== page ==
Times of change are slow and continuous 

Correct answer:

Times of change are slow and continuous 

Explanation:

Punctuated equilibrium is one theory within evolutionary biology that seeks to explain the rate of evolution over time. This theory describes most species being in a state of stasis, with little change occurring. When change does occur, however, it is rapid. The theory of punctuated equilibrium stands in opposition to the theory of gradualism and is supported by the fossil record.

Example Question #3 : Understanding Building Phylogenies

What is true about the theory of gradualism?

Possible Answers:

It stands in opposition to the theory of punctuated equilibrium

Change is uniform

Change is slow and gradual

All of these

Correct answer:

All of these

Explanation:

Gradualism is a theory of evolutionary biology that stands in contrast to the theory of punctuated equilibrium. In this theory, change (or evolution) is slow, gradual, and uniform. Adaptation occurs over a long period of time and is observed in small changes. 

Example Question #6 : Understanding Building Phylogenies

Which of the following types of data are used to generate phylogenetic trees?

Possible Answers:

Both molecular sequencing data and morphological similarities

Morphological similarities

Neither molecular sequencing data nor morphological similarities

Molecular sequencing data

Correct answer:

Both molecular sequencing data and morphological similarities

Explanation:

Phylogenetics is the study of relationships between organisms and groups of organisms. This is done through the production of phylogenetic trees, which are used to describe these relationships. To make phylogenetic trees, scientists use molecular sequencing and/or morphological similarities in order to characterize the relationships between organisms.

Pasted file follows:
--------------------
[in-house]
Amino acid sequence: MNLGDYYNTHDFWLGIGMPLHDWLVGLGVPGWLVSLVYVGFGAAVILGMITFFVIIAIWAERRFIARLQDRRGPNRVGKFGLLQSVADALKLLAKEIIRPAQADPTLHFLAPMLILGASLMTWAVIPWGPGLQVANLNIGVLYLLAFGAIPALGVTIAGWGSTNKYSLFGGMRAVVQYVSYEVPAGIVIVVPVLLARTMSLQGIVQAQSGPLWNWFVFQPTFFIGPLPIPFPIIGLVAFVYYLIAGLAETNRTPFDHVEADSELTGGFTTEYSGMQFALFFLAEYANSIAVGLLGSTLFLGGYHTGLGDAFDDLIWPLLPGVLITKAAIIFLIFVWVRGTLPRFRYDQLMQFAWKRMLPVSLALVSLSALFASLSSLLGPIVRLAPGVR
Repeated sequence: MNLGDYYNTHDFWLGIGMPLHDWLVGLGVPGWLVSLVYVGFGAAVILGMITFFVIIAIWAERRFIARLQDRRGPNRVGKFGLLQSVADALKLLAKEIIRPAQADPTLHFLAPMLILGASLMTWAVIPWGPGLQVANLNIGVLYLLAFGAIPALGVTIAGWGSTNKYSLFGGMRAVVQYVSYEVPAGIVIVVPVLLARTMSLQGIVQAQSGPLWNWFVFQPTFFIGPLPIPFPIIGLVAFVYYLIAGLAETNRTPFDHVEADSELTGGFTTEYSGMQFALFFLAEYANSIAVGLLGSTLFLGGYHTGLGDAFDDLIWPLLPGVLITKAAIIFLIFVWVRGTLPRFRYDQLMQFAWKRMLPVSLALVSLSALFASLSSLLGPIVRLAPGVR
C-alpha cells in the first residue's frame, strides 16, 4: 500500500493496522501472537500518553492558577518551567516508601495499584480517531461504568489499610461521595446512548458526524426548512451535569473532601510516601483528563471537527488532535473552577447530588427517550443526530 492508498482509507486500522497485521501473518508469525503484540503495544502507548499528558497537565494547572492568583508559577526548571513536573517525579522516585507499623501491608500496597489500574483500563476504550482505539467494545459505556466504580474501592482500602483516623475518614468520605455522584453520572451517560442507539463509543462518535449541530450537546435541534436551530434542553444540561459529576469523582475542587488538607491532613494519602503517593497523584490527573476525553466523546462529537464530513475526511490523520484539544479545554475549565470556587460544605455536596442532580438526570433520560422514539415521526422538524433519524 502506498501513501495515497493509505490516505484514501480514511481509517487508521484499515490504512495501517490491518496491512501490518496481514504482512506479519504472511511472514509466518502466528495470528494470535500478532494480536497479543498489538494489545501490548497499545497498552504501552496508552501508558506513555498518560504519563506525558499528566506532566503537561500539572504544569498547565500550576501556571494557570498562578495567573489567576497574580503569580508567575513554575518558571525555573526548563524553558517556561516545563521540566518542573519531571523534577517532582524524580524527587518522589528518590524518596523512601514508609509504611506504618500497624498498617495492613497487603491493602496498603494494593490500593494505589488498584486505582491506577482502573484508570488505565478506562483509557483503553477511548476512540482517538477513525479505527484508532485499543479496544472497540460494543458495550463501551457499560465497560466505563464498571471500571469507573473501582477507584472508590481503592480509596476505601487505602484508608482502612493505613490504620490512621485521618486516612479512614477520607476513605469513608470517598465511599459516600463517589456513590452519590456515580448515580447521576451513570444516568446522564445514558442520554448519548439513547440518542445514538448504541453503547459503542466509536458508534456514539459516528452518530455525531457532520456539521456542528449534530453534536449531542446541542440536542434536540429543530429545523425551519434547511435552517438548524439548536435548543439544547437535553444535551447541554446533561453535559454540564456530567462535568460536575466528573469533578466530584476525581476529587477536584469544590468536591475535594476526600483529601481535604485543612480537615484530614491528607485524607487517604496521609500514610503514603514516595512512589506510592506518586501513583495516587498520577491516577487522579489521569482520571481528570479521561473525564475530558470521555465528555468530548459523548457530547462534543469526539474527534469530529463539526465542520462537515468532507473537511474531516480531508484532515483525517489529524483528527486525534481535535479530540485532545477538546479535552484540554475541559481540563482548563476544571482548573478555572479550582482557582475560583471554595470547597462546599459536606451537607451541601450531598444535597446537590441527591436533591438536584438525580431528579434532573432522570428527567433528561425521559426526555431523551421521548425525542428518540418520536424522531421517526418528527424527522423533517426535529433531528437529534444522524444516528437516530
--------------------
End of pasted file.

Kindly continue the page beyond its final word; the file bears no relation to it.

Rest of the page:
Example Question #7 : Understanding Building Phylogenies

Which of the following best describes the difficulties associated with the study of phylogenetics?

Possible Answers:

Horizontal gene transfer

Horizontal gene transfer and hybridization

Hybridization

Neither horizontal gene transfer nor hybridization

Correct answer:

Horizontal gene transfer and hybridization

Explanation:

Phylogenetics has several difficulties that complicate the development of accurate phylogenetic trees. Relationships between organisms on a genetic level are incredibly complicated, making it difficult for scientist to create clean and precise phylogenetic trees. These difficulties include hybridization, horizontal gene transfer, and convergent evolution.

Example Question #4 : Understanding Building Phylogenies

Fungi belong to the __________ of __________.

Possible Answers:

kingdom . . . eukarya

class . . . archaea

kingdom . . . bacteria

domain . . . bacteria

domain . . . eukarya

Correct answer:

domain . . . eukarya

Explanation:

There are 3 domains in which all organisms are classified - Eukarya, Bacteria, and Archaea. Fungi is the name of one the kingdom classifications. The order for the classification is as follows: domain, kingdom, phylum, class, order, family, genus, species. Therefore, Fungi falls under the Domain of Eukarya.